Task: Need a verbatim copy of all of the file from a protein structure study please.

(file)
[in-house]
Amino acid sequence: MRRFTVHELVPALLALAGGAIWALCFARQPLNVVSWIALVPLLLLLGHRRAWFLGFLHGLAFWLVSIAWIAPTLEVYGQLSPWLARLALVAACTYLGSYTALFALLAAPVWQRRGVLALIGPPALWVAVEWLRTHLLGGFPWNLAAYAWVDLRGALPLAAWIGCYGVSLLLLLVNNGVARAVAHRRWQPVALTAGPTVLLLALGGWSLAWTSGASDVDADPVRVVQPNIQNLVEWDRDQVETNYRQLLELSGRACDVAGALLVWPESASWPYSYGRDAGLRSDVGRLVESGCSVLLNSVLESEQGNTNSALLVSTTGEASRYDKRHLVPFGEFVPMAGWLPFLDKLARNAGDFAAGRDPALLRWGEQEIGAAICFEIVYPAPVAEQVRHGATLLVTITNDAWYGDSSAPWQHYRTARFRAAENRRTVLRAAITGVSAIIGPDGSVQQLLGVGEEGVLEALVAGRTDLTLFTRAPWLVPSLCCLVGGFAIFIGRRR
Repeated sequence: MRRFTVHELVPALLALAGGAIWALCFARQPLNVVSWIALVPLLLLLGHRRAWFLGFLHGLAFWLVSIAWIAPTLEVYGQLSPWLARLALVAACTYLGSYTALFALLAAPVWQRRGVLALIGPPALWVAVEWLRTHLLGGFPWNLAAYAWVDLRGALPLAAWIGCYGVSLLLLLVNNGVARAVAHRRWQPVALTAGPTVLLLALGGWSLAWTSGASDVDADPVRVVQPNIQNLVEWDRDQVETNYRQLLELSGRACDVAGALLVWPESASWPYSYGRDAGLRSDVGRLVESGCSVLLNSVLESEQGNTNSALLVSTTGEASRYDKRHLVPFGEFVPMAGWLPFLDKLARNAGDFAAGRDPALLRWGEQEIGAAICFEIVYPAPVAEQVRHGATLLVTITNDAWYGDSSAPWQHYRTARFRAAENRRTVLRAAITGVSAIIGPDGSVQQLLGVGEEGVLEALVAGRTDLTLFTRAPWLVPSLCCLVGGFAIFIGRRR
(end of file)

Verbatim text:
[in-house]
Amino acid sequence: MRRFTVHELVPALLALAGGAIWALCFARQPLNVVSWIALVPLLLLLGHRRAWFLGFLHGLAFWLVSIAWIAPTLEVYGQLSPWLARLALVAACTYLGSYTALFALLAAPVWQRRGVLALIGPPALWVAVEWLRTHLLGGFPWNLAAYAWVDLRGALPLAAWIGCYGVSLLLLLVNNGVARAVAHRRWQPVALTAGPTVLLLALGGWSLAWTSGASDVDADPVRVVQPNIQNLVEWDRDQVETNYRQLLELSGRACDVAGALLVWPESASWPYSYGRDAGLRSDVGRLVESGCSVLLNSVLESEQGNTNSALLVSTTGEASRYDKRHLVPFGEFVPMAGWLPFLDKLARNAGDFAAGRDPALLRWGEQEIGAAICFEIVYPAPVAEQVRHGATLLVTITNDAWYGDSSAPWQHYRTARFRAAENRRTVLRAAITGVSAIIGPDGSVQQLLGVGEEGVLEALVAGRTDLTLFTRAPWLVPSLCCLVGGFAIFIGRRR
Repeated sequence: MRRFTVHELVPALLALAGGAIWALCFARQPLNVVSWIALVPLLLLLGHRRAWFLGFLHGLAFWLVSIAWIAPTLEVYGQLSPWLARLALVAACTYLGSYTALFALLAAPVWQRRGVLALIGPPALWVAVEWLRTHLLGGFPWNLAAYAWVDLRGALPLAAWIGCYGVSLLLLLVNNGVARAVAHRRWQPVALTAGPTVLLLALGGWSLAWTSGASDVDADPVRVVQPNIQNLVEWDRDQVETNYRQLLELSGRACDVAGALLVWPESASWPYSYGRDAGLRSDVGRLVESGCSVLLNSVLESEQGNTNSALLVSTTGEASRYDKRHLVPFGEFVPMAGWLPFLDKLARNAGDFAAGRDPALLRWGEQEIGAAICFEIVYPAPVAEQVRHGATLLVTITNDAWYGDSSAPWQHYRTARFRAAENRRTVLRAAITGVSAIIGPDGSVQQLLGVGEEGVLEALVAGRTDLTLFTRAPWLVPSLCCLVGGFAIFIGRRR